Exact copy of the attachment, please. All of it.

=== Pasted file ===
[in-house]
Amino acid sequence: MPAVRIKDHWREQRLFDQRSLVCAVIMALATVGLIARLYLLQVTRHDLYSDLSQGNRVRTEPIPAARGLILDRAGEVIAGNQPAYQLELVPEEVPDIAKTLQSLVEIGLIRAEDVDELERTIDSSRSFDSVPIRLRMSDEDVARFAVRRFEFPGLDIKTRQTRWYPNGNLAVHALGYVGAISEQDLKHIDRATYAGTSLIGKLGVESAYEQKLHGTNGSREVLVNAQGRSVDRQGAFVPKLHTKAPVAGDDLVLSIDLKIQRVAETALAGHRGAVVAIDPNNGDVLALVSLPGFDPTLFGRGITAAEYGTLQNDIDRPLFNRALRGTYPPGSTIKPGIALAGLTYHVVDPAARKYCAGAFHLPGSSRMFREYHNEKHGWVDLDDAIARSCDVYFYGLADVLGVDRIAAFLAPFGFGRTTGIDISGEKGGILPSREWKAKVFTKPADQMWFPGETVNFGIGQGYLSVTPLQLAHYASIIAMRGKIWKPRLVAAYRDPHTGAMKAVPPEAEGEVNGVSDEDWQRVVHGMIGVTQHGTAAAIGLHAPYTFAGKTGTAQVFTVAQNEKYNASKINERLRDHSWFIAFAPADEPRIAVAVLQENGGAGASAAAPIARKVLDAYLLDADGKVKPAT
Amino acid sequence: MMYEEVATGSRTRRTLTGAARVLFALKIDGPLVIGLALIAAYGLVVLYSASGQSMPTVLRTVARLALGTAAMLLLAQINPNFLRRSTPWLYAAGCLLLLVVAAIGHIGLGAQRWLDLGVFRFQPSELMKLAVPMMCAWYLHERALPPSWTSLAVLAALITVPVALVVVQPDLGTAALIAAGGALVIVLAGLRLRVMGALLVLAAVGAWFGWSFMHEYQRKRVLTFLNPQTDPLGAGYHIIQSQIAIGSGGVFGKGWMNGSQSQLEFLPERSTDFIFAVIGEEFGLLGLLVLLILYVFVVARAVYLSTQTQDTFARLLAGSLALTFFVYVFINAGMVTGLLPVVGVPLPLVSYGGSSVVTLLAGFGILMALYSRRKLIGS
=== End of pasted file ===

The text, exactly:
[in-house]
Amino acid sequence: MPAVRIKDHWREQRLFDQRSLVCAVIMALATVGLIARLYLLQVTRHDLYSDLSQGNRVRTEPIPAARGLILDRAGEVIAGNQPAYQLELVPEEVPDIAKTLQSLVEIGLIRAEDVDELERTIDSSRSFDSVPIRLRMSDEDVARFAVRRFEFPGLDIKTRQTRWYPNGNLAVHALGYVGAISEQDLKHIDRATYAGTSLIGKLGVESAYEQKLHGTNGSREVLVNAQGRSVDRQGAFVPKLHTKAPVAGDDLVLSIDLKIQRVAETALAGHRGAVVAIDPNNGDVLALVSLPGFDPTLFGRGITAAEYGTLQNDIDRPLFNRALRGTYPPGSTIKPGIALAGLTYHVVDPAARKYCAGAFHLPGSSRMFREYHNEKHGWVDLDDAIARSCDVYFYGLADVLGVDRIAAFLAPFGFGRTTGIDISGEKGGILPSREWKAKVFTKPADQMWFPGETVNFGIGQGYLSVTPLQLAHYASIIAMRGKIWKPRLVAAYRDPHTGAMKAVPPEAEGEVNGVSDEDWQRVVHGMIGVTQHGTAAAIGLHAPYTFAGKTGTAQVFTVAQNEKYNASKINERLRDHSWFIAFAPADEPRIAVAVLQENGGAGASAAAPIARKVLDAYLLDADGKVKPAT
Amino acid sequence: MMYEEVATGSRTRRTLTGAARVLFALKIDGPLVIGLALIAAYGLVVLYSASGQSMPTVLRTVARLALGTAAMLLLAQINPNFLRRSTPWLYAAGCLLLLVVAAIGHIGLGAQRWLDLGVFRFQPSELMKLAVPMMCAWYLHERALPPSWTSLAVLAALITVPVALVVVQPDLGTAALIAAGGALVIVLAGLRLRVMGALLVLAAVGAWFGWSFMHEYQRKRVLTFLNPQTDPLGAGYHIIQSQIAIGSGGVFGKGWMNGSQSQLEFLPERSTDFIFAVIGEEFGLLGLLVLLILYVFVVARAVYLSTQTQDTFARLLAGSLALTFFVYVFINAGMVTGLLPVVGVPLPLVSYGGSSVVTLLAGFGILMALYSRRKLIGS